Collieries Sunk or Opened in 1849
- California pit (Sir George Beaumont to Walker and Worswick) to North West of church at Coleorton.
- Cotmanhay(e) colliery between Heanor and Ilkeston (Barber Walker and Co) E44647 N36505, sunk to Deep Hard (seam section Jays 4” (0.10m), Scuds 10” (0.25m), Hard coal 2’ 4” (0.70m), Bat 2” (0.05m) and holing sloome 7” (0.15m), opening heads in pit bottom 1851/52, Richard G Coke Surveyor, Ankerbold, Chesterfield, It was a lease from the Duke of Rutland. Coal was got by Dr Manson 1834-1839 previously.
- Job’s New pit (Job Broughton?) started Lady Day 1849 working between old hollows.
- Peawit No 6 (Wingerworth No6) (Wingerworth Colliery Co), North Wingfield.
- Prestop Park (South Derbyshire/Leicestershire).There was an abortive attempt by Moore to mine coal.
- Spitehill (Wingerworth Iron Co), Furnace seam.
The Pits in the Erewash Valley sent 43,820 tons of coal by rail and 386,955 tons by canal in that year. By 1849 there were almost 5,000 miles of railways in the country compared with around 2,000 miles in 1843. Many pits had been opened in this period as the new system opened up fresh markets for the coal. Mansfield station was opened along with a new larger coal wharf when the first steam trains arrived in 1849. An engine shed was built on the site.
Stanton colliery was connected to the Swadlincote branch of the Leicester to Burton Railway. Previously coal had to be transported by horse and cart to the main market at Burton and after 1826 some coal was transported to the Ashby Canal by means of the Swadlincote and Gresley horse tram railway. Moira Co had two steam tugs to pull 40 ton barges to Rugby. The Canal was taken over by the Midland Railway Co. The Ashby to Burton Railway started construction in 1846 was opened in 1849 with branches to Swadlincote and Wooden Box also not only with Burton and Leicester but also with the Derby to Birmingham line that had opened in 1839.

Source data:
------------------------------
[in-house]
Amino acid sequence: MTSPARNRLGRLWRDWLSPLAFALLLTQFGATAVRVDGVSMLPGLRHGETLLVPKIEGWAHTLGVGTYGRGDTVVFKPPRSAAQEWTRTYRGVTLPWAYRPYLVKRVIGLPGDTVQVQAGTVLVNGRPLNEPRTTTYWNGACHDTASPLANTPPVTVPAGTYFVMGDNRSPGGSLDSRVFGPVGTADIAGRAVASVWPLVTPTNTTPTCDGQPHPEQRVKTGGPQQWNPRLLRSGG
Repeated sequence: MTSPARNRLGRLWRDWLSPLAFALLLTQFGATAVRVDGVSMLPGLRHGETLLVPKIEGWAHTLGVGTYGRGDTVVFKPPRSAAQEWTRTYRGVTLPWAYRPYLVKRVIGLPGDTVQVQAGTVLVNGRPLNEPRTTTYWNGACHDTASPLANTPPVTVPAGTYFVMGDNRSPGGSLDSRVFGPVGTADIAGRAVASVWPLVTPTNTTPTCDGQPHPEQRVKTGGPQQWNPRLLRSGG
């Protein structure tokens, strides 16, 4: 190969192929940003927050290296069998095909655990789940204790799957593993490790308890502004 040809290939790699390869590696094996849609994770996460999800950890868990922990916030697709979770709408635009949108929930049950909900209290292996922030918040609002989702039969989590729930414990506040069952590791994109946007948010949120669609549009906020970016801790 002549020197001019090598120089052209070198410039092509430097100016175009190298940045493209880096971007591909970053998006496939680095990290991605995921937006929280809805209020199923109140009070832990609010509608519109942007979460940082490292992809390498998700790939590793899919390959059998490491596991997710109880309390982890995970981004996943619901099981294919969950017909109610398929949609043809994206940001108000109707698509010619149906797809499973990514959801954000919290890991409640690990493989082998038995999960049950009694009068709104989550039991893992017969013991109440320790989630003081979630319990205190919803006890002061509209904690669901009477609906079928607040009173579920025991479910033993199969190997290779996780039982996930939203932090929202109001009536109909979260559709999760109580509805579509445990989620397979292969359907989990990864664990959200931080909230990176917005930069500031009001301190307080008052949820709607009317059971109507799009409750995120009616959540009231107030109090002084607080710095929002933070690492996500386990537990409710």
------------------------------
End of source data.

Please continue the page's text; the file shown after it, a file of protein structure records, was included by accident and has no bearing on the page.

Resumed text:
Thomas North of Cinderhill built a coal wharf in a field adjacent to the Alfreton to Nottingham turnpike road in 1849 and created a problem re the delivery of and the sale of the coal. He was threatened with legal action.
Self-Acting Shaft Fence
William Howe invented a self-acting shaft fence in 1849, for use at the pit top at Clay Cross. As the cage reached the surface it lifted up the gate to allow loading or off-loading and as the cage descended the shaft the gate fell back into position. Many banksmen, particularly young boys were falling to their deaths down the shafts when they overbalanced as they assisted in off-loading coal containers at the surface. The safety gate that was erected across the shaft top was a vast improvement and would be in general use by 1870.
- Appleby’s adits to Potters coal, Newbold.
- Birchwood (Coupland and Goodwin).
- Comber Wood (Ashley) Top Hard seam.
- Spitehill Wood (owner Yates and Co), Wingerworth, Tupton seam, finished October.
- Stanton-by-Dale (North and Co?).
- Unstone (Henry Rangeley) Loundes Wood, Blackshale seam.
At Hartshay Upper (Butterley Co) the Deep Soft seam was closed Lady Day 25th March 1849. Benk faces were worked from Nos 1 to 4 pits and also a ‘Thurl Deep Level’.
Hours Of Work
The normal shift time for hewers was 8 hours now, but for trappers, 12 hours!
Darley Main Explosion
Fatal Accident 1849